So if this person doesn't have the qualities you like, you should be releasing him or her so that someone else can find that gem, but that's another subject. Pheromones will bring you into exposure to that. And Love Cycles: The Science of Intimacy focuses on the sensuality cycles of how to fit together a man and a woman, so both get from that fitting an extraordinary growth and an enhanced life experience. All of which, in the big picture, allows them to reproduce and make the species continue on Earth.
That seems to me, as a biologist, to be the fundamental design and all life moves in the rhythm of continuing it, and to the degree that they do, pheromones seem to play the critical role in the continuation of species through sexual attraction.
Moderator: You claim that sporadic sex can have negative health consequences. Why?
Dr. Cutler: Our data showed that women who engaged in sporadic sex (they'll have a hot weekend and then 10 days without sex) showed estrogen levels like that of an old woman when they were young. It disrupted the endocrine rhythm of their bodies.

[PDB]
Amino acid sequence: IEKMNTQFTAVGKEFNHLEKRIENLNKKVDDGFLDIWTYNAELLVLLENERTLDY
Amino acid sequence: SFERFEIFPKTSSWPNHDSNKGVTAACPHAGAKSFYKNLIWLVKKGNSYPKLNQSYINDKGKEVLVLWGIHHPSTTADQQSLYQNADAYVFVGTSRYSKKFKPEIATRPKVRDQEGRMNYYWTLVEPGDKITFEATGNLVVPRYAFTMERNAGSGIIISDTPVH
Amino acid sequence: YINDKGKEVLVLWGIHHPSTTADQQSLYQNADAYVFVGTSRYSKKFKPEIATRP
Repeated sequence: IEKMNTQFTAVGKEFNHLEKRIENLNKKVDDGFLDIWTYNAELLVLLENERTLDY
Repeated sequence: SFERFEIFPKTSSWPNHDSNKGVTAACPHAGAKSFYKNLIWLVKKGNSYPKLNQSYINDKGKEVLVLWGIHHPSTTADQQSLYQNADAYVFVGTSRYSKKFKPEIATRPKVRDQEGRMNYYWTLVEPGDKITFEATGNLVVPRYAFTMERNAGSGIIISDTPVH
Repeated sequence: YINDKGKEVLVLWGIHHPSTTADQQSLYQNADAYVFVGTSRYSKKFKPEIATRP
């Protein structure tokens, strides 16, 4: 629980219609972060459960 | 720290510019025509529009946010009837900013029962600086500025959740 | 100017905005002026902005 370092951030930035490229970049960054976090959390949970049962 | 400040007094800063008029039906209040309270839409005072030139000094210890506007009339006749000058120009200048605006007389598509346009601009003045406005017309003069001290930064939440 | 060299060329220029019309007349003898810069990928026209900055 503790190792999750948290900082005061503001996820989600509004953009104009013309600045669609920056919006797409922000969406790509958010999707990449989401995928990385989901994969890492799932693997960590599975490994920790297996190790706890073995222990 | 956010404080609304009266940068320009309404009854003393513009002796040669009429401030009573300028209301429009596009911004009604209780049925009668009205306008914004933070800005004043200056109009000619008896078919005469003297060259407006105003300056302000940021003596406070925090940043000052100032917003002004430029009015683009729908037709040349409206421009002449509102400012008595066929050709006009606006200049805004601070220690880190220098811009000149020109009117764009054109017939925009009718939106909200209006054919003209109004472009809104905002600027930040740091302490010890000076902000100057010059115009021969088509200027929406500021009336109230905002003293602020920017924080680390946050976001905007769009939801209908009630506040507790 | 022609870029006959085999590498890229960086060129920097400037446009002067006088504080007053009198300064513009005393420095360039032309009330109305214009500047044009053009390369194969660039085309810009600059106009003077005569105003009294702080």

And they showed the endocrine pattern reflective of developing osteoporosis when they were young and aging rapidly. Our bodies appear to be designed for regular steady loving, not for feast and famine. And, just like in bulimia in which there is feast and famine, and it's very destructive and can lead to death, feast or famine in sexual conduct can be destructive to the body and not healthy.
And our data actually show that the bigger the feasts, the more disruptive when the feast wasn't sustained by regular feeding, or regular loving. But women probably know that. Somewhere we all know that, but our science showed it. I think that's all science does is begin to explore the mysteries of what is already there. Poets have already explored those mysteries and so have mystics. I try to do it as a scientist, but I love poetry.
Moderator: What happens when you have sex regularly, but with many different people?